Year Established: 2015 Start Date: 2015-03-01 End Date: 2016-02-29
Total Federal Funds: $35,217 Total Non-Federal Funds: $35,416
Principal Investigators: Gajan Sivandran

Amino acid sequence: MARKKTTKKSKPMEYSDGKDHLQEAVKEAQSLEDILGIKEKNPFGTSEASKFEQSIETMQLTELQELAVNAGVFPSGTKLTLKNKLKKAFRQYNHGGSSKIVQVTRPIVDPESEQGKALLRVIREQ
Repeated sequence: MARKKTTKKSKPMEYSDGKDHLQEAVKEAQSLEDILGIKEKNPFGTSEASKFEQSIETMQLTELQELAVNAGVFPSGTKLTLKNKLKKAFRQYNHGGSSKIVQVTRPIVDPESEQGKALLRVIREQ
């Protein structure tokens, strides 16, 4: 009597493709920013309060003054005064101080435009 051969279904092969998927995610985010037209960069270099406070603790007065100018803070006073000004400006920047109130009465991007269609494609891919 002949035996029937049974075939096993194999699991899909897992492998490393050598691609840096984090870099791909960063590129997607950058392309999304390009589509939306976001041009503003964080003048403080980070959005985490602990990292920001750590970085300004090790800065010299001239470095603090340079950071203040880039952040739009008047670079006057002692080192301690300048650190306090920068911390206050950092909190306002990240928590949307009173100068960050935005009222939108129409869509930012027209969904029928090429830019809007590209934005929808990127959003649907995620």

Abstract: Despite extensive and increasing investment by the USDA since 1987, agricultural non-point source (NPS) pollution remains the leading cause of water quality problems in the United States and a serious concern for policy makers, scientists, and the residents who rely on impacted waters. The Upper Big Walnut Creek (UBWC) watershed in central Ohio provides drinking water for approximately 600,000 residents of Columbus and surrounding communities. The majority of headwater streams in this watershed are impaired by nutrient enrichment, pathogens, and habitat degradation stemming from agricultural management practices. Existing pressures on the watershed may also be exacerbated by local impacts of global climate change. Global climate change is predicted to increase climate variability, altering the distribution of environmental variables that influence agricultural and hydrological processes (e.g. longer growing seasons, more frequent extreme precipitation events, and increasing periods between events). Under an uncertain climate future, it is critical to understand how all linked processes—biogeochemical, hydrological, and land management—could accelerate and exacerbate the impacts of NPS pollution in the UBWC Watershed. The overarching goal of this research is to identify the hydrologic and land surface characteristics that influence the spatial and temporal dynamics of NPS pollutants (nitrogen and phosphorus, in particular). To achieve this objective the following activities will be undertaken for the UBWC watershed: (i) Assessment of a suite of existing indexing methods used to identify critical source areas (CSAs); (ii) Application of the Soil and Water Analysis Tool (SWAT) to quantify pollutant load for comparison of SWAT derived CSAs to those identified by existing methods; (iii) Application downscaling techniques of climate change scenarios in order to extract the climate parameters necessary to force the SWAT model for future scenarios; and (iv) Comparison of SWAT derived CSAs generated under historical and future hydrologic conditions. By developing relationships that link hydrologic, biogeochemical and land management characteristics to the spatial and temporal dynamics of NPS pollutants, the identification of chronic and acute CSAs will be achieved for the UBWC watershed. This methodology is generalizable and applicable to any agricultural based watershed with NPS pollution issues. The CSAs developed by this research will aid water resource managers by providing a method to prioritize the deployment of conservation measures and monitoring equipment.